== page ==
Wednesday, June 26, 2013

Highlights from the New Books List: June

With the month almost over, the new books acquired during the month of June will be available for checkout. Below is just a sample of some of the great works that you can check out!

Beyond a swell turn of phrase, Stephen Hawking's newest offering The Dreams that Stuff is Made Of gives the reader a fantastic overview of last century's quantum revolution. The edited collection offers a more or less chronological tour through quantum physics through the writings of those that defined it. Collected here are writings by Planck, Einstein, Heisenberg, Schrödinger, Bohr, Bell, and Born--to name but a few. The Wall Street Journal review of the book noted that it's $30 price tag was a "remarkably good value." That may be, but you can find it here for free!

Perhaps relativity is more your bag, but you are a newcomer to the field. Then Andrew M. Steane's Relativity Made Relatively Easy (continuing our turns of phrase) is for you. Steane, a professor at Oxford, has set his sights on a "gentle (but exact)" introduction to relativity that is geared primarily toward undergraduate students and weekend science buffs.

So you've made it through the twentieth century breakthroughs above? Interested more in the revolutions of now? Then Jim Baggot's Higgs: The Invention and Discovery of the 'God Particle' is a great new book for you. Though its title is lacking the linguistic playfulness of the above books, Baggot's book, released just on the heals of the discovery of the particle, shows just how everything happened and why we should care. Here are a few further readings on Baggot's book:

A sample from The New York Review of Books

A blog by Baggot titled "What Is the Higgs Boson and Why Does It Matter?"

Tuesday, June 25, 2013

Neil deGrasse Tyson's Latest Book, as Discussed With Jon Stewart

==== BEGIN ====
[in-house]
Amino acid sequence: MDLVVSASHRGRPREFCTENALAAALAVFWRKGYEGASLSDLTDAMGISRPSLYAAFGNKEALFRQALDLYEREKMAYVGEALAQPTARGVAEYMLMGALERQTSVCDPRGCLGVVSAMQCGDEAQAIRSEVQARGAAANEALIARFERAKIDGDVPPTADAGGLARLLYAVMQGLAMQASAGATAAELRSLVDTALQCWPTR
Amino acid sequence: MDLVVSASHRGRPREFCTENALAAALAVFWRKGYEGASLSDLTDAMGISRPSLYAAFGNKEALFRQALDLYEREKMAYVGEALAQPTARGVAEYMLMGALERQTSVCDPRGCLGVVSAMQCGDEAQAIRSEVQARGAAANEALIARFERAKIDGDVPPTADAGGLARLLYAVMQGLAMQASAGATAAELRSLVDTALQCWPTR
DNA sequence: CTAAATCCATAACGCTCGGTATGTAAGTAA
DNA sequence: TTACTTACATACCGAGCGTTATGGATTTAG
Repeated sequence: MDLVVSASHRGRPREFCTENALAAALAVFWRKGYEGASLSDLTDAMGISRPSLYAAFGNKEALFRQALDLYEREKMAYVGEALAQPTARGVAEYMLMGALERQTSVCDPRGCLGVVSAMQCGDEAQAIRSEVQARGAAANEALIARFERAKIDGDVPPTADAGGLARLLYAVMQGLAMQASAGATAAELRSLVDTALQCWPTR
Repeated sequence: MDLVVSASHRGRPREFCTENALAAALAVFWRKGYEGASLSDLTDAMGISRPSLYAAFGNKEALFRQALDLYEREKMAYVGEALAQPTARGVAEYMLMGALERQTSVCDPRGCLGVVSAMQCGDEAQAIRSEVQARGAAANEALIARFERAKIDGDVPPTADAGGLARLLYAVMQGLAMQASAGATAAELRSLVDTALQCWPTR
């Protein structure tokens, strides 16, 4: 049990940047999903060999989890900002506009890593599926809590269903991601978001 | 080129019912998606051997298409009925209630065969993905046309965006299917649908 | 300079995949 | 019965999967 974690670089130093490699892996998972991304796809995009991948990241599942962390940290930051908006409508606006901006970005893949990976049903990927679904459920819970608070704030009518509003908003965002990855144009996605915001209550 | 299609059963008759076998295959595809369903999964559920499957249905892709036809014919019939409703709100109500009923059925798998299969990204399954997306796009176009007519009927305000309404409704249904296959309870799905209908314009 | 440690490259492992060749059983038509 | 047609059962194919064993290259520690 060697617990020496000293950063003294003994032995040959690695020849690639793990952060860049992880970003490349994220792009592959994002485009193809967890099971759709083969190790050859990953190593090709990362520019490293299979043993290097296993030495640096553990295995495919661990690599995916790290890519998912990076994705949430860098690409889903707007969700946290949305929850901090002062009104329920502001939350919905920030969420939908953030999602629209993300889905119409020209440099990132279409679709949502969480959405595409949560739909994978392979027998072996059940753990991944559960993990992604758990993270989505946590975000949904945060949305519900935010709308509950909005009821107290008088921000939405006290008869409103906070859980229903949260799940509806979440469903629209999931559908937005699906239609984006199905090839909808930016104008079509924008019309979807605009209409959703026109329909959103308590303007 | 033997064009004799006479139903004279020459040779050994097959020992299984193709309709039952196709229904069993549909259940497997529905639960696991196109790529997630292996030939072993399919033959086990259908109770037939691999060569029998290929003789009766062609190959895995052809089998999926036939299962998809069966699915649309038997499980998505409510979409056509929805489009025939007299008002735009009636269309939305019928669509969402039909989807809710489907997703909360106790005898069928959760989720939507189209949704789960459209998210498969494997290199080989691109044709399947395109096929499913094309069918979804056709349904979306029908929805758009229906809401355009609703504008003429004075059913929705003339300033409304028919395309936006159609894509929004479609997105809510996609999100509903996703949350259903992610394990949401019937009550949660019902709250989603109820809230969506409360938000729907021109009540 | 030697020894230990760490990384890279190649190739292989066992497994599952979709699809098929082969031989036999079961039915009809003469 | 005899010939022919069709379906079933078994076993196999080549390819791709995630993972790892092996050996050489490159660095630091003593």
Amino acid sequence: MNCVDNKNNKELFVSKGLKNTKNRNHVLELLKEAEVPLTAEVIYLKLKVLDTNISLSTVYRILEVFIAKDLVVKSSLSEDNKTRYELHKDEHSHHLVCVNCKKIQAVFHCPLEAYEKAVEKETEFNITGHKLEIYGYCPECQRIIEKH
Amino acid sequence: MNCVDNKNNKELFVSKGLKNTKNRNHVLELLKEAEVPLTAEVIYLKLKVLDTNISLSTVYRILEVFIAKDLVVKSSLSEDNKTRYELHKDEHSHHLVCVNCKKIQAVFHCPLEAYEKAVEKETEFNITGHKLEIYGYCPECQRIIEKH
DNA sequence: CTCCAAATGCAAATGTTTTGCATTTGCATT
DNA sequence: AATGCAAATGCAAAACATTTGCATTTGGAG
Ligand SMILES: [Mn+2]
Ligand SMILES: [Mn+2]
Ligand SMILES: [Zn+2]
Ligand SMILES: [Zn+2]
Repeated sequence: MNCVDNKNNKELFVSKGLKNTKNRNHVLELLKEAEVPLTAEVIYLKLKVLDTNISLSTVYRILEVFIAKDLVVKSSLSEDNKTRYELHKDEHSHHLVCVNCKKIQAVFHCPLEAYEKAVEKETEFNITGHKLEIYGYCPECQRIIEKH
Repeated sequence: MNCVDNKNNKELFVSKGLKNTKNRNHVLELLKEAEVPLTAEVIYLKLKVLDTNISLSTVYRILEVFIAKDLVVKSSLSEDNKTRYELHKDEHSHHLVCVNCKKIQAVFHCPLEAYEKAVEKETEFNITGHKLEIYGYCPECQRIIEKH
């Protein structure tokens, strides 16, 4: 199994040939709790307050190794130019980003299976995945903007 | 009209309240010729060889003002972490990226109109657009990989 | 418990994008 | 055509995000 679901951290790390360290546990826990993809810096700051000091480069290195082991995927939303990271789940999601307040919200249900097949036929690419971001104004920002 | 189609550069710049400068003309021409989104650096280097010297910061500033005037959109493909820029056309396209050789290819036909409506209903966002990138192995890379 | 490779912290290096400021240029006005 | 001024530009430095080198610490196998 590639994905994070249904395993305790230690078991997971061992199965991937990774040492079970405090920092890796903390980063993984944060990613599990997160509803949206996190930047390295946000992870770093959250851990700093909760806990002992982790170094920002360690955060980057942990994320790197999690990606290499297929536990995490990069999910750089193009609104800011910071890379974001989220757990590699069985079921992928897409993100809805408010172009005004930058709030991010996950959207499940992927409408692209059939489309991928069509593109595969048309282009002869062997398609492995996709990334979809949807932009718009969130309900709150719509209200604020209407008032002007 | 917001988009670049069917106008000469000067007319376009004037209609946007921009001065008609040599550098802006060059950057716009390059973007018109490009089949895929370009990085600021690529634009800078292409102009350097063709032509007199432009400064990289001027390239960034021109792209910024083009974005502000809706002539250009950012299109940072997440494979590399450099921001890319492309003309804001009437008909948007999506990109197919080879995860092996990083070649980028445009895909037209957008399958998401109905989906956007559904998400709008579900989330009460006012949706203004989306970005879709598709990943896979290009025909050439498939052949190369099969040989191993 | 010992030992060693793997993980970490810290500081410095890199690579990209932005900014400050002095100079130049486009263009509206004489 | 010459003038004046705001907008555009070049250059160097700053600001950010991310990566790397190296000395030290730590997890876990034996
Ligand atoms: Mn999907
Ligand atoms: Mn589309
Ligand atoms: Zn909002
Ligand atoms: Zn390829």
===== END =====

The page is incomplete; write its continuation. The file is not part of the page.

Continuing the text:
The very popular astrophysicist, Neil deGrasse Tyson, whose books line our library shelves, has been on a tour of sorts promoting his latest book, Space Chronicles. Receiving almost a half year's worth of praise from critics, deGrasse Tyson's work promotes a future for space exploration and drive for discovery in general. Here are a few interviews with the ever-entertaining astrophysicist with the ever-entertaining Daily Show host.

Link to interview

And, because he's such a good time, Stewart had him back a second time.

Link to second interview

Friday, June 21, 2013

Highlights From April's New Books

History and restlessness seemed to have driven Benoit Mandelbrot, the developer of fractal geometry. After fleeing the Nazis across Europe, Mandelbrot came to the United States where is interests pushed him from IBM to academia and back. While at M.I.T, he recounts in his memoir The Fractalist, he crossed path with Noam Chomsky and contemplated going into linguistics before realizing that Chomsky already "dominated" that field. What we recognize Mandelbrot for today, almost three years after his death, was what he called, "mathematics [not] cut off from the mysteries of the real world, but [one that] dealt with questions once reserved for poets and children.” Read The New York Times review here.

This continuing effort of Princeton University Press to publish the amazing amount of writings left by Albert Einstein has come to its 13th volume. Still in his Berlin years, the latest edition of The Collected Papers of Albert Einstein culls his letters and various writings from January 1922-March 1923. As always, this volume is in both German and English.


These books are now available for checkout at the Physics Library. To see the new books currently on display, please click here.

Monday, June 10, 2013

NPR's 2013 Summer Reading List

Wow -- talk about a little bit of something for everyone.  NPR has posted their summer reading list here:

From the civil war (The Good Lord Bird by James MacBride) to the biography of a cheese (The Telling Room: A Tale Of Love, Betrayal, Revenge, And The World's Greatest Piece Of Cheese by Michael Paterniti) I'm thinking there's a little bit of something for everyone.  More summer reading lists as I find them.